506 Federico Garcia Lorca. Candidates will be expected to have
read:
Federico Garcia Lorca, Obras completas (Aguilar, Edicion del
cincuentenario), three vols. Passages for commentary will be set
from
among the following: Canciones, Poeta en Nueva York, Llanto por
Ignacio Sanchez Mejias, Yerma, El publico.

507 Twentieth-century Catalan literature. Candidates will be
expected
to have a general knowledge of the field and a detailed knowledge
of
works by at least three authors. Passages for comment, which will
not
be compulsory, will be set from the authors currently prescribed.
Details of the authors and works prescribed for detailed
knowledge
will be available in the Modern Languages Administration and
Faculty
Office, 37 Wellington Square, at the beginning of the Michaelmas
Full
Term of the academic year of the examination.

508 Galician literature and culture after Francoism.
Candidates will
be expected to have a general knowledge of the field and a
detailed
knowledge of works by at least three authors. Passages for
comment,
which will not be compulsory, will be set from authors currently
prescribed. Details of the authors and works prescribed for
detailed
knowledge will be available in the Modern Languages Faculty
Office,
37 Wellington Square, at the beginning of the Michaelmas Full
Term of
the academic year of the examination.

530 The Work of Alfonso the Wise as author and patron of
literature
and learning. Passages for commentary will be set from Primera
cronica general (ed. R. Menendez Pidal, Madrid, 1955), caps.
814–
967; Las siete partidas (ed. Real Academia de la Historia,
Madrid,
1807), I (Prologo and i—both versions), ii; II (i,
iii–v, ix–xi,
xv, xviii, xxi–xxii, xxiv, xxxi); III (xix–xx);
Cantigas de Santa
Maria (ed. Jesus Montoya, Letras hispanicas, 293, Madrid,
Catedra).

531 Spanish and Portuguese Prose Romances of the Fifteenth and
Sixteenth Centuries. Candidates will be expected to have a
knowledge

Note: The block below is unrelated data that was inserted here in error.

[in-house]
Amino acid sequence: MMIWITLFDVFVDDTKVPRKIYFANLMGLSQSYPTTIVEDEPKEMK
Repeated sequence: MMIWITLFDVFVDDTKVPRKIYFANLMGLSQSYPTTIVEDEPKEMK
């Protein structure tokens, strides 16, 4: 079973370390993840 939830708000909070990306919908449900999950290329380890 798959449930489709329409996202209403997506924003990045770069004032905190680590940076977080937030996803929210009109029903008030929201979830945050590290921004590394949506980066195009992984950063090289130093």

of the field and to have made a special study of at least one
romance
from each of the following groups, from which passages for
literary
commentary will be set: (a) sentimental, (b)
chivalric, and (c)
pastoral.

(a) Diego de San Pedro, Carcel de amor (ed. Whinnom);
Juan de Flores,
Grimalte y Gradissa (ed. Waley); Bernardim Ribeiro, Menina e
moca;
(b) Spanish Grail Fragments (ed. Pietsch); Amadis de
Gaula, Part I
(ed. Place); Palmeirim de Inglaterra (ed. Rodrigues Lapa); Tirant
lo
Blanch, Book I;
(c) Jorge de Montemayor, Los siete libros de la Diana
(ed. Lopez
Estrada); Gil Polo, Diana enamorada (ed. Ferreres); Samuel Usque,
Consolacþo as tribulacþes de Israel vol. i.

532 Latin American Fiction from 1940. Candidates will be
expected to
show a detailed knowledge of the novels/short stories of at least
two
of the following authors: Jorge Luis Borges, Alejo Carpentier,
Julio
Cortazar, Fernando del Paso, Carlos Fuentes, Gabriel Garcia
Marquez,
Joþo Guimarþes Rosa, Osman Lins, Clarice Lispector, Mario Vargas
Llosa.

560 The Galician-Portuguese Cancioneiros.

561 The Chronicles of the Portuguese Expansion in Asia.
Candidates
will be expected to have read: the texts in Portuguese contained
in
T.F. Earle and John Villiers, Albuquerque, Caesar of the East
(Aris
and Phillips, 1990); Joþo de Barros, Decadas, ed. Antonio Baiþo,
vol.
I (Sa da Costa, 1945) (candidates are advised to consult also the
electronic edition of the Decadas published by the Centre for the
Study of the Portuguese Discoveries); Diogo do Couto, O soldado
pratico, ed. Rodrigues Lapa (Sa da Costa, 1954); Fernþo Mendes
Pinto,
Peregrinacþo, chaps. 1, 36–104, 203–26.

562 Camþes. Candidates will be expected to have read Os
Lusiadas (ed.
F. Pierce)(passages for translation will be set from Cantos I,
V, IX)
and Liricas (ed. Rodrigues Lapa, 1970 or later).

563 The Brazilian Novel of the North-East 1880–1960.

600 Old Church Slavonic in relation to Common Slavonic and
Russian.[6]

601 Comparative Slavonic Philology, with special reference to
Russian
and any one of the following languages: Bulgarian, Czech,
Macedonian,
Polish, Serbo-Croat, Slovak, Slovene, Sorbian, Ukrainian, White
Russian.

602 The structure and history of one of the following
languages:
Bulgarian, Czech, Macedonian, Polish, Serbo-Croat, Slovak,
Slovene,
Sorbian, Ukrainian, White Russian.[7]

603 Language and style in eighteenth- and nineteenth-century
Russian
literature.

604 Russian thought from 1825 to 1905. Candidates will be
expected to
have read the works of Belinsky, Herzen, the Slavophiles,
Chernyshevsky, Mikhaylovsky, Plekhanov, Lenin.

605 Russian narrative fiction from 1917. Questions will be set
predominantly on the following authors: Babel', Bulgakov,
Erenburg,
Leonov, Olesha, Pasternak, Sholokhov, Solzhenitsyn, Zamyatin.

606 Modern Russian poetry, with special reference to the works
of
Akhmatova, Mandel'shtam, Pasternak, Tsvetaeva.

607 Russian religious philosophy in the late nineteenth and
early
twentieth centuries, with special reference to the works of
Fedorov,
Solov'ev, Berdyaev, Florensky, and S. Bulgakov.

608 Czech and Slovak fiction since 1945, with reference to the
works
of Hrabal, Paral, Kundera, Bednar, Johanides, and others.

700 The Greek Enlightenment.